Menstrual HealthOur Gyno Health

Do You Need to Have a Period?

A healthy menstrual period monthly prepares the uterus and the uterine lining for subsequent pregnancy. While specifically the blood loss during periods are not necessarily essential for a woman’s overall health, they are considered a natural and healthy part of reproductive physiology. However, some medical conditions or individual circumstances may affect menstruation or lead to the absence of periods. For example, hormonal imbalances, certain medical treatments, pregnancy, breastfeeding, menopause, or the use of hormonal contraceptives can impact the regularity or presence of periods.

In the case of hormone imbalance, there’s a need for regular periods or risk uterine lining gynecologic issues or uterine cancer.

Menstrual periods do not prevent infections or eliminate toxins.

While menstruation does involve the expulsion of blood and tissue from the uterus, it is not a mechanism for removing toxins from the body. The body has other systems, such as the liver and kidneys, that are primarily responsible for filtering and eliminating toxins from the bloodstream.

Additionally, menstrual blood itself is not considered toxic. It consists of a mixture of blood, tissue, and mucus from the uterine lining and does not contain harmful substances that need to be expelled from the body.

Contraception is designed to prevent pregnancy, but along the way, disrupting ovulation can help regulate the periods or irregular shedding of the lining, if that’s the goal, or eliminate, if that’s the goal instead, menstrual cycles. And it also has been associated with better fertility.

Often the amount of bleeding when you have break through contraceptive bleeding is actually very little blood lost. It’s thus not necessarily a medical problem. But lifestyle wise it’s better to have predictable and not have unscheduled bleeding. But for those with such heavy periods they are anemic, preventing the period is beneficial to health.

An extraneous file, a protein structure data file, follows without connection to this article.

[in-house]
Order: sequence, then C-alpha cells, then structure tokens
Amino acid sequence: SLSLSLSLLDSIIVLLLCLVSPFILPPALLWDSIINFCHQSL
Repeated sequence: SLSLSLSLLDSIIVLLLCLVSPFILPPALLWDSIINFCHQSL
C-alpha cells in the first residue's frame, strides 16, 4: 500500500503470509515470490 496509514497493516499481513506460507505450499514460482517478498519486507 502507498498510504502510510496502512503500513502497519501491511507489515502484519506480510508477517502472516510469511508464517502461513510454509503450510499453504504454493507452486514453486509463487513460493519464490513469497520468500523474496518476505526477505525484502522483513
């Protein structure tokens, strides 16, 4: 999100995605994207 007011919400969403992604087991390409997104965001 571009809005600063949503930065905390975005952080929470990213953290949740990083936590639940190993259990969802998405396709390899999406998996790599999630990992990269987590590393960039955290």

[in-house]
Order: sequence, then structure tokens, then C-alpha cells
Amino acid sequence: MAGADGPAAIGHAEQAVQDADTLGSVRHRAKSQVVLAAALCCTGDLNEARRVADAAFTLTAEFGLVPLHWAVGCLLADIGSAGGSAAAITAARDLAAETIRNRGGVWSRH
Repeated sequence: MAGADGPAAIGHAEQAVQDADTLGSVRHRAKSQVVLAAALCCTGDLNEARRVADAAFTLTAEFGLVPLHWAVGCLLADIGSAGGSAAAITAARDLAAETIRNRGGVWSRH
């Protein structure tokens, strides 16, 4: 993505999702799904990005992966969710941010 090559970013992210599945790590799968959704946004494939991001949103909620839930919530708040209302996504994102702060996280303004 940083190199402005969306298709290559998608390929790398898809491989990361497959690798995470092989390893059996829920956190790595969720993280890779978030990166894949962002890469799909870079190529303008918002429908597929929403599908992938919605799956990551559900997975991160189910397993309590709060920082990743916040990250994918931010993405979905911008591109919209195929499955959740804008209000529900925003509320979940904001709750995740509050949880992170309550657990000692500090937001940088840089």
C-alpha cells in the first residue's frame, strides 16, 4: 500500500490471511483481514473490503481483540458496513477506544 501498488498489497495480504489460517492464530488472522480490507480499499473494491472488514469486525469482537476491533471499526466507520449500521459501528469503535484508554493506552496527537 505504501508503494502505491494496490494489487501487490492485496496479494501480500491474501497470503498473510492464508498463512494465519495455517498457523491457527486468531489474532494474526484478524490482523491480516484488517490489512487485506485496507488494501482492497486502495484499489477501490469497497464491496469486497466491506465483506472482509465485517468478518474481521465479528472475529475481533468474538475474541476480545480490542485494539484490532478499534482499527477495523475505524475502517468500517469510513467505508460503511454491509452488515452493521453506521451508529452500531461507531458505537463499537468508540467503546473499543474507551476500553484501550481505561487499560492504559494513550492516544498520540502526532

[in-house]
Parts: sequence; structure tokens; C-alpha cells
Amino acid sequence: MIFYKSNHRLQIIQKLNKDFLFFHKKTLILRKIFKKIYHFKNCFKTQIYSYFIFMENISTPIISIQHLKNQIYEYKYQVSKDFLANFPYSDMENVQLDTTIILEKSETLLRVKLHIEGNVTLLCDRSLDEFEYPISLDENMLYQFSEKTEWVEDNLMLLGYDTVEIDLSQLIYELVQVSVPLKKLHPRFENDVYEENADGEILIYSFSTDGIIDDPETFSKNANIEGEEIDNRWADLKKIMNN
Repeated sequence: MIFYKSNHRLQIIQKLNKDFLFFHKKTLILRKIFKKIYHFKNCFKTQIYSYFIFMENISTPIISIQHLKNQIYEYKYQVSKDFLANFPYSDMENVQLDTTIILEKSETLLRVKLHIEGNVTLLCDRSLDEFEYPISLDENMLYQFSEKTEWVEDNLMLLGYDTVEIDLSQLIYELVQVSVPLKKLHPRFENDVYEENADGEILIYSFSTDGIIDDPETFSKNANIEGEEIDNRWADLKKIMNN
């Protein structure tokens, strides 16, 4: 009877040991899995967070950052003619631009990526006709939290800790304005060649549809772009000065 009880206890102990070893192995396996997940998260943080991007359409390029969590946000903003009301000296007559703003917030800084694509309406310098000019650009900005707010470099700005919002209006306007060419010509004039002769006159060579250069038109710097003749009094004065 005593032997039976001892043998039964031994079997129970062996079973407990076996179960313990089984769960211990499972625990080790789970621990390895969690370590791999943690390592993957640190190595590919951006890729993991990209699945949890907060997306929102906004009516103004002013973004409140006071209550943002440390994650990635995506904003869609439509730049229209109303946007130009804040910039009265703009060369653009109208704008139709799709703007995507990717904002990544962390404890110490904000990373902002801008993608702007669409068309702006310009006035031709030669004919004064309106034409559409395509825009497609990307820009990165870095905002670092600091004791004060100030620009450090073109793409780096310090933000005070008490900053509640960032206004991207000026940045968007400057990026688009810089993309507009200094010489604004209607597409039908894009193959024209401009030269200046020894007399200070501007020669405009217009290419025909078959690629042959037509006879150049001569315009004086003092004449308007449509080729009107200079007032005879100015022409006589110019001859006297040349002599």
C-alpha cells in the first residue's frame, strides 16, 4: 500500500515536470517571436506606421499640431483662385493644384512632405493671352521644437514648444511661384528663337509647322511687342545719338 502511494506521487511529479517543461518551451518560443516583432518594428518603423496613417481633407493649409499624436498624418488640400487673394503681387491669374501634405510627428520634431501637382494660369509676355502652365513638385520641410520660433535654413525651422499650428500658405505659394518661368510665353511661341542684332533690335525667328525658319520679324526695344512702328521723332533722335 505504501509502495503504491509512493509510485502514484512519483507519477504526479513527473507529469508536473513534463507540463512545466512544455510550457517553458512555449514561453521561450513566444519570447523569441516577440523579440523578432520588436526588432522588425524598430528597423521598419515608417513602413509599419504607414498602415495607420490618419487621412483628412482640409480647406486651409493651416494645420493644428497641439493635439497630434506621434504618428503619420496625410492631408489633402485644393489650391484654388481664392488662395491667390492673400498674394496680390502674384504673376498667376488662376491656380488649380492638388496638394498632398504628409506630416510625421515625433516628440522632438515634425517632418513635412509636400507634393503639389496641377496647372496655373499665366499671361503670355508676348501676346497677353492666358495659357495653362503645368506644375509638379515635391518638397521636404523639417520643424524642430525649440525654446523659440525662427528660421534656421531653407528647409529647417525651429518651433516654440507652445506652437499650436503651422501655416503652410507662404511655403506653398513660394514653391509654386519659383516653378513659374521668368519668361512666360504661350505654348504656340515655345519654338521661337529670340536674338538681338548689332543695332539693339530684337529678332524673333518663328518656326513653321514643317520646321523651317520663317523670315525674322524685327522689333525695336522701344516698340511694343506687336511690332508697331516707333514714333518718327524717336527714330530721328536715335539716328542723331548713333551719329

Long acting contraceptive (LARC) methods are staying in the news, and the CDC states that Nexplanon contraceptive is the best contraceptive with the fewest failures. The Nexplanon rod is a progesterone only method with a failure rate of 0.05%. It is used for three years and has etonogestrel as the hormone in the implanted rod. Most women on Nexplanon will still have periods which is no healthier for the uterus than the lack of periods with medicated IUDs or the DepoProvera shot.

When you have periods that are unhealthily heavy, prevention of periods is healthier, for example in the case of getting an endometrial ablation. The are lots of studies that say we feel better when we have periods, but . We suggest seeing your gyno for a reproductive life plan, and deciding what method is best for you to use depending upon your current plans for pregnancy and birth spacing



Suzanne Trupin, MD, Board Certified Obstetrician and Gynecologist and owner of Women's Health Practice, Hada Cosmetic Medicine, and Hatha Yoga and Fitness

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